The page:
John is a fire fighter and they share the cost of Wi-Fi with multiple access points. But when they increased his data plan to 300 Mbps, the most his router will get is 80. Leo says that typically, Wi-Fi is 60% of what they say. So he should be safely expecting 180 Mbps. But at 2.4Ghz, he's only going to get 80. He's going to need a TriBand router. For pure speed, Leo recommends the NetGear Orbi Pro Mesh router. He can get one extra unit for every 1500 sq ft coverage.
Kyle wants to know what router is the fastest for the money. Leo says that Netgear Orbi is an excellent mesh system for someone looking for maximum speed. It has a 4GB ethernet as well. And for under 2000 feet, one is enough. Asus also has a good router for the hardcore hobbyist. Leo says what he really will want is an intelligent routing system, so it will delegate speed to the things he needs the most at that time.
Ben got a new UVerse modem and an Eero Mesh Router and it was working fine until last week. Now he's having issues with the router, where it drops off the network again and again. Leo says that the UVerse modem is likely a router-modem combo, and he'll need to put the router into bridge mode. And in order for the mesh router to use its advanced features, it needs to be the main router.
Sam lives in a 2 story condo, but with the Wi-Fi enabled cameras he's buying, should he get a new router? Leo says Wi-Fi security cameras are often a challenge because they tend to be in the periphery, but a single router should be able to cover his 1500 square feet. Leo suggests that Sam move his router and modem connection to another spot. He could actually leave the modem where it is, and just connect the router with a longer ethernet cable. Leo also says that Sam's Asus router has added some mesh-like features in a recent firmware update. So he should try updating it.
Paul is concerned about internet of things and security. He wants to know if Plume would be a good, secure mesh router that can protect his network from the outside hacking his IoT. Leo says that Plume requires a yearly subscription to keep it up to date. Leo says it's somewhat justified because it can keep his network more secure. He's paying for security on his network, but his IoT devices may not be getting updated, so they're not secure. And his internet is only as secure as his weakest device.
David has a Netgear router and he wants to upgrade the firmware. Netgear won't do it because his support has expired. Leo says that older routers all need to be updated manually, but he doesn't need a service agreement to update it. He'd just download the firmware and install it. In fact, there should be a utility within the router settings to update the firmware. Most newer models autoupdate. So if staying updated is important, and it is, it would pay to get a new router. It'll be faster too. Mesh routers will be the best option.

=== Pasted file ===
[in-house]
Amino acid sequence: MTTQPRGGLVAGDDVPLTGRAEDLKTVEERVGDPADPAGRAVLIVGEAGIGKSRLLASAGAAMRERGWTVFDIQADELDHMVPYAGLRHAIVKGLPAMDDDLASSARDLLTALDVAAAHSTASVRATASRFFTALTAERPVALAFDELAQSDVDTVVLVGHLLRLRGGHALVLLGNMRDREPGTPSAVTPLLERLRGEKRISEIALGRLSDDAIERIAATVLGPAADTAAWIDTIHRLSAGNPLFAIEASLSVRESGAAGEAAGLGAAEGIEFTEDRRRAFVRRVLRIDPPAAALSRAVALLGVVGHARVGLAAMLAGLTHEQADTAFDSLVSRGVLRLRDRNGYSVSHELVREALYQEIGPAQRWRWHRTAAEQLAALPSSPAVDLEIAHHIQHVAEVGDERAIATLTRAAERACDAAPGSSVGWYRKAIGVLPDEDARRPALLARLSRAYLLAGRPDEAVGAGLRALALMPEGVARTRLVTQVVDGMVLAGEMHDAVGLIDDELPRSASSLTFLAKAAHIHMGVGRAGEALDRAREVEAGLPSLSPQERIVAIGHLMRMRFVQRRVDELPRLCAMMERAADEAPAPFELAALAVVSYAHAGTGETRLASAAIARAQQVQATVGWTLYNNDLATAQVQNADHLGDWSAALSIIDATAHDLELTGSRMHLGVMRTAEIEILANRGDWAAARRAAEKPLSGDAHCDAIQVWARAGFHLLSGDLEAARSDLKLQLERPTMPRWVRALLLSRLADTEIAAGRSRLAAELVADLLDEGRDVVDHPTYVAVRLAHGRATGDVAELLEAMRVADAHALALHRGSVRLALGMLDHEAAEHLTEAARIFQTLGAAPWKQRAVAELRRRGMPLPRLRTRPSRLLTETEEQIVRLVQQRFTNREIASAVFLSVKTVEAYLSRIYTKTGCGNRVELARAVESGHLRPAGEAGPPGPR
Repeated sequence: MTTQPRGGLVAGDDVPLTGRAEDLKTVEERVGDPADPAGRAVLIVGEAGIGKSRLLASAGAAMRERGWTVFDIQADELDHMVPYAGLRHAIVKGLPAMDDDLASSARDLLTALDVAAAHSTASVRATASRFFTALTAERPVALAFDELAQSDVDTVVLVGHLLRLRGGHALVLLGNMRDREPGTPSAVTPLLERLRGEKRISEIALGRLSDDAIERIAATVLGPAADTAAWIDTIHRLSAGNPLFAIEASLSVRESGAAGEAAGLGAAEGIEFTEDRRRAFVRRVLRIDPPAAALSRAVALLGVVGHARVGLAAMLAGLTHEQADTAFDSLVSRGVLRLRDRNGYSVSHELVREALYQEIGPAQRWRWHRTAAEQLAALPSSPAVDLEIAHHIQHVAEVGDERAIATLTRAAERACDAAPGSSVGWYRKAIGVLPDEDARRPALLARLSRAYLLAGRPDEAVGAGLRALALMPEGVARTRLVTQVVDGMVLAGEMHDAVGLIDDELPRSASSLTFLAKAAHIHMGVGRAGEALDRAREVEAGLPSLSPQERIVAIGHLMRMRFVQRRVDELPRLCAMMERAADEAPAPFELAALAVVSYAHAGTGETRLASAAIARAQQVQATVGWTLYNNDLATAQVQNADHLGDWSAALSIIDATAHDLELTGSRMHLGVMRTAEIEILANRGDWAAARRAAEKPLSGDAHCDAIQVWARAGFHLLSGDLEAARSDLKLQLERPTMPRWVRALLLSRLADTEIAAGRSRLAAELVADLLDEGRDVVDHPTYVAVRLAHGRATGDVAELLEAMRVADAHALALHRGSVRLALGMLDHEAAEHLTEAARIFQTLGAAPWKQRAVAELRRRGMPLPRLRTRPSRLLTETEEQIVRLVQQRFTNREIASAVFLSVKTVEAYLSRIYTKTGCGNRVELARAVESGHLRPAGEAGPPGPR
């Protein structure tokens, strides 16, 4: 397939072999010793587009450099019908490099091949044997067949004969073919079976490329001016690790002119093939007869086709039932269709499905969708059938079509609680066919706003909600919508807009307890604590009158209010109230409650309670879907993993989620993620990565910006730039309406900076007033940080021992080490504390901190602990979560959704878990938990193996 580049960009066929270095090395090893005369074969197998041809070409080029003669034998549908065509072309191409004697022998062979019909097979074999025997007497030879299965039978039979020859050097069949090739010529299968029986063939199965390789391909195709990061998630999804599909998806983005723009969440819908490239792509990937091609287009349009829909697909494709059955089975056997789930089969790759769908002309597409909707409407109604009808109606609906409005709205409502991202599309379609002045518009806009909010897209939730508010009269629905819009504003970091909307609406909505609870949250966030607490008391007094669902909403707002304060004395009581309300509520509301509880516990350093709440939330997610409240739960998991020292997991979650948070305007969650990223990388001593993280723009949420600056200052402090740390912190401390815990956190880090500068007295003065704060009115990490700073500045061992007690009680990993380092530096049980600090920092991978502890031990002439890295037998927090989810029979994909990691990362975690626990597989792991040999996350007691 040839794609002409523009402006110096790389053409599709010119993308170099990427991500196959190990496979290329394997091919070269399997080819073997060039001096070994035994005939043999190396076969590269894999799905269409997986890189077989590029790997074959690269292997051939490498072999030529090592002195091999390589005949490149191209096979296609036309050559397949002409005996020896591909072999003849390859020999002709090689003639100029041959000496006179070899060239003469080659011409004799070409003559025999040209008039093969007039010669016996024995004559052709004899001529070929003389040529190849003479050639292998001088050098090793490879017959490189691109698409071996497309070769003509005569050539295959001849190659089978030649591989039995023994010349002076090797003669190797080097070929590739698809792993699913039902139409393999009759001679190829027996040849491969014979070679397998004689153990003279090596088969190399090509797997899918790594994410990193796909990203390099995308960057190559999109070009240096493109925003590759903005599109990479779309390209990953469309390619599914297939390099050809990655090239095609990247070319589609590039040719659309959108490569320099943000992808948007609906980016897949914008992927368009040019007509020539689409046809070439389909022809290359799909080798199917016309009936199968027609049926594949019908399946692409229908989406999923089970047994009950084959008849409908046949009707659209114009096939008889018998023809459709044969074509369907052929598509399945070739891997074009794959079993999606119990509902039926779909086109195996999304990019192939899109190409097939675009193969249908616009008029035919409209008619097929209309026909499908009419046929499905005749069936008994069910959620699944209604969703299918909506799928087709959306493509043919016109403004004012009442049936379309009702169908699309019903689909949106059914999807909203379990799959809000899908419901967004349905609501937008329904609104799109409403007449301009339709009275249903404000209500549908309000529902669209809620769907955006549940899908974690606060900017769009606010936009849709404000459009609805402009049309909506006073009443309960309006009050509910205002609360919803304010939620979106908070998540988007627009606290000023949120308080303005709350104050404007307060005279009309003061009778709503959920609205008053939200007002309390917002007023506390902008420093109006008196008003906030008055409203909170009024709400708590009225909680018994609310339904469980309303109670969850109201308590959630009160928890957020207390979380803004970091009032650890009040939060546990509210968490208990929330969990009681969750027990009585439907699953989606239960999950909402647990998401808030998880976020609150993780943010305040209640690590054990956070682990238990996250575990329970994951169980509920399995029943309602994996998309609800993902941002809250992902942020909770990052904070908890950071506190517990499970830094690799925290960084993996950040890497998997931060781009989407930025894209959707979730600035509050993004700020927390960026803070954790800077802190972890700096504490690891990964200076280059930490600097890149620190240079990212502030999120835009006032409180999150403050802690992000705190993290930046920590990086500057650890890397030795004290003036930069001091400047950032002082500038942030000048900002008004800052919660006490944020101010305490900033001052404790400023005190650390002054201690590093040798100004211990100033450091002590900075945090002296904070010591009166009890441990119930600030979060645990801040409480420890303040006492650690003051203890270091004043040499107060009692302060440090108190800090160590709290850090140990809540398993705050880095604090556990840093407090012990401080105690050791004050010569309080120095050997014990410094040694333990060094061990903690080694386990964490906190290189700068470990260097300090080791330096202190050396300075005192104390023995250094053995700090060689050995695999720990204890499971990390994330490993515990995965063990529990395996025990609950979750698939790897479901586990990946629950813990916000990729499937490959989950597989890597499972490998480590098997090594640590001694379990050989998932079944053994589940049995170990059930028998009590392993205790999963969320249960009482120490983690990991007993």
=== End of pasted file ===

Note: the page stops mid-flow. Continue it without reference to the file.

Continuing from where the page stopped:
Doug just bought a new, two story house and he needs a mesh router. What's the best? Leo says that mesh routers have taken over because Wi-Fi congestion causes devices to drop off. It's not uncommon to have over 50 devices connected to Wi-Fi! And that doesn't include neighbors. So Doug will need a better router to handle that traffic. Leo says the three best mesh routers for his money are the Netgear Obi, the Plume, and the Eero.
Matt is building a new house and has run cat 5 ethernet around the house. But should he also use a mesh router? Leo says he uses Eero at home, but here is one mesh system that's great specifically for Matt's situation: Plume. Plume sells tiny little access points that plug into the wall with an ethernet port. It's still part of a larger mesh network, but it creates very localized access from the ethernet.
Kevin needs to have more than two ethernet ports on his router and his mesh router only has two. Leo says he can get an ethernet switch or hub that can expand the amount of ports. Leo has one with 24 ports! They're all easy to use, and the best part is they're all the same. NetGear makes a good one. But any one will do.
Tim bought a new NetGear 7900 router, but he had to reboot it every few days. So he returned it and doesn't know what to buy now. Asus is a company that offers a similar router design. It's an open source based router that uses DD-WRT and Tomato. That's what Leo would buy. NetGear also has the problem of being susceptible to the Russian virus, along with TP-Link and several others. Leo suspects that's because they aren't updated as often.